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  Mechanical Feature

Reaching the Female Customer

Posted 7/9/2009
By Robbie Addison

As a result of many factors, more women are in charge of getting vehicles serviced. Automotive service shops must be poised and ready to cater to this new breed of customer.

Consider these facts:

• In the United States, there are 101.7 million licensed women drivers.

• More than 55 percent of all the vehicles sold last year were purchased by women.

• As a whole, women spend $300 billion annually on used car sales and vehicle maintenance and repairs.

• By 2008, women made up about 48 percent of the labor force.

• The Bureau of Labor Statistics reports that between 1998 and 2008, the number of women in the labor force increased while men decreased.

What do these stats mean? They all add up to the fact that the female customer can no longer be overlooked by automotive service professionals. With more women working than ever, not to mention buying cars, the customer base for automotive service shops is changing remarkably.

More than 65 percent* of customers who take their vehicles for service and repair are women. Overall, they make 80 percent of vehicle repair decisions. It appears that soon the majority of customers with whom technicians, service managers and front office staff must communicate will be women.

The future of your business depends on how you ensure a steady stream of customers. Many shops realize their customer base will change from predominantly men to women and have adopted new methods - from conducting car-care clinics for women to hiring female service writers and/or technicians.

Personal Touch Is in The Details

Add a personal component to your business relationship. Always verbally greet the customer and smile - don't ignore her. If you are involved with someone or handling a situation, at least acknowledge her and say, "I'll be right with you." Give your female customers your full attention and listen to their concerns. Be fair. Be honest. And be reliable. Provide timely delivery. Good communication is essential. If it is not going to be ready on time, let her know. Make your service desk area as clean and uncluttered as possible. Getting grease or ink on the sleeve of a jacket, dress shirt or any piece of apparel is not good for any of your customers.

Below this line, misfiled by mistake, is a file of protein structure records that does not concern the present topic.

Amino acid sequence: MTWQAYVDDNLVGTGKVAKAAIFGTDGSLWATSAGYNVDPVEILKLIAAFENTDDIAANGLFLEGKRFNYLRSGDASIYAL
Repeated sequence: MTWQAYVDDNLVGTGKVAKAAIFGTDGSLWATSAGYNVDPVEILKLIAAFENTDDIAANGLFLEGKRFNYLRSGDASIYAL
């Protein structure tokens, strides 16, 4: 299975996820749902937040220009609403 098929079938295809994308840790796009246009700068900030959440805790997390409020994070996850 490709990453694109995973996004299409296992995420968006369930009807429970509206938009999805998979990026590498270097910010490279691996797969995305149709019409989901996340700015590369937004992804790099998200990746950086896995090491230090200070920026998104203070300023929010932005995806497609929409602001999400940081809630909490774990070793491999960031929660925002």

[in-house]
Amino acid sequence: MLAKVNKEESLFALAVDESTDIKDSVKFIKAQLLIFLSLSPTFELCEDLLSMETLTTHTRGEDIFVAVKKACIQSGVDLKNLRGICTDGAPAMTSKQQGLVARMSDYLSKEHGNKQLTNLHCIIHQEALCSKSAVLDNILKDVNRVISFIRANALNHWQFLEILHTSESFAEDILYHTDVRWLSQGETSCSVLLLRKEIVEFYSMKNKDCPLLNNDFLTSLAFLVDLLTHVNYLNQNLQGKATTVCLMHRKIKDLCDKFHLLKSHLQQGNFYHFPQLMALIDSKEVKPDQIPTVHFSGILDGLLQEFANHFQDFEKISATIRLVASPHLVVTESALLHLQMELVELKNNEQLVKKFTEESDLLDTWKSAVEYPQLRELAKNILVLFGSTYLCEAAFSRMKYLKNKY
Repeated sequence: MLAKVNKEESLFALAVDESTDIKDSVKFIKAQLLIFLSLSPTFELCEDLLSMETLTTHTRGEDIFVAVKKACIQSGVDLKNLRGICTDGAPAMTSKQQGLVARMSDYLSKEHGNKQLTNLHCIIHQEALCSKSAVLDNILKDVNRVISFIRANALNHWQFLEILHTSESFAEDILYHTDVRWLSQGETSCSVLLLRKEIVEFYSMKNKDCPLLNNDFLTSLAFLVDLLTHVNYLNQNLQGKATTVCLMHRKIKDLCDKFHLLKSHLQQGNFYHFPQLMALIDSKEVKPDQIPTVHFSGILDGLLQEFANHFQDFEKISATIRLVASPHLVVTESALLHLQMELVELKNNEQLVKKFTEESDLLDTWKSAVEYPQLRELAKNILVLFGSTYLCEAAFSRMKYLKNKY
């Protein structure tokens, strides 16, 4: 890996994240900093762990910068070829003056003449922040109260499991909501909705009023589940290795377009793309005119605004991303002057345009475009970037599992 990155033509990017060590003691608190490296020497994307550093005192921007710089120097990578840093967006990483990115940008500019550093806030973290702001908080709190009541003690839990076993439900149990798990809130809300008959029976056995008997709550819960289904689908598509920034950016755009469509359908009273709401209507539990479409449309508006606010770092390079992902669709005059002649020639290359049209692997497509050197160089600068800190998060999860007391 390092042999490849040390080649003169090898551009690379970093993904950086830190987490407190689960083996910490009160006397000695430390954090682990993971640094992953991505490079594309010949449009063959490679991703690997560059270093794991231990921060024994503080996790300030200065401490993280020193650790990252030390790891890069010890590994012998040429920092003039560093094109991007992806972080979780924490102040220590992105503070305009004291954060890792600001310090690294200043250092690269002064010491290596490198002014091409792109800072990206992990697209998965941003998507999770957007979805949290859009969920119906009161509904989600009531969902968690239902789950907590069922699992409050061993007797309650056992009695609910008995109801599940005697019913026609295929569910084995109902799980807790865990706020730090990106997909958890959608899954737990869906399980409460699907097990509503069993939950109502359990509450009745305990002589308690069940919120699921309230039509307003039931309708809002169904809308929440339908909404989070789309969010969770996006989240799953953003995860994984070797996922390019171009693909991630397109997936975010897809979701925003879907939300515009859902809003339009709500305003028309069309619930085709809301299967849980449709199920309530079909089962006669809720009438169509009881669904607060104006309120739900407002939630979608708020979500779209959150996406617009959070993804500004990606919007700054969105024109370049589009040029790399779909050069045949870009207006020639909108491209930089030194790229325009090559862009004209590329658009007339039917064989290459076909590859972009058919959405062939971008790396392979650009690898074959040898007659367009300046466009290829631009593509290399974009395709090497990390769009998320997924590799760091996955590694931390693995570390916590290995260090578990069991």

A recent survey indicated that 78 percent of women feel scheduled maintenance is important to keep their vehicle safe and dependable. Discuss a maintenance schedule with your recommendations and show/explain the information in the owner's manual. The owner's manual should be seen as a reassuring tool. Suggestions for service, improved gas mileage and safety are appreciated.

Recent surveys indicate that independent shops do a great job of building customer relationships. No one - man or woman - likes to have their car serviced or repaired but it needs to be done, so make it a pleasant experience. It is always an inconvenience to leave your vehicle at the shop. Win the female customer by minimizing the disruption to her routine. She uses the vehicle to get to work, pick up the kids, go to sports practices/games, buy groceries and the list goes on. Design a drop-off and pick-up system that is accommodating and minimizes disruptions. Genuine listening goes a long way.

It's her car so it's her choice where to get it serviced. To earn her business, you must gain her trust. Personally, I will not give my keys or leave my vehicle with just any shop. I love my vehicle and I'm just as picky about repair shops as I was picking out a day care facility for my son. I must trust that person and that business.

Gaining a customer's trust is not always easy. My grandfather once told me to never trust anyone that would not look you in the eye when they are talking to you. I still remember that today and use it when I'm dealing with people either professionally or personally.

Shop Appearance Plays Major Role in Attracting Female Customers

It is safe to say that women have different expectations of a repair facility. They view businesses in much the same way as house hunting or searching for their children's day care. Shabbiness does not equal "trustworthiness."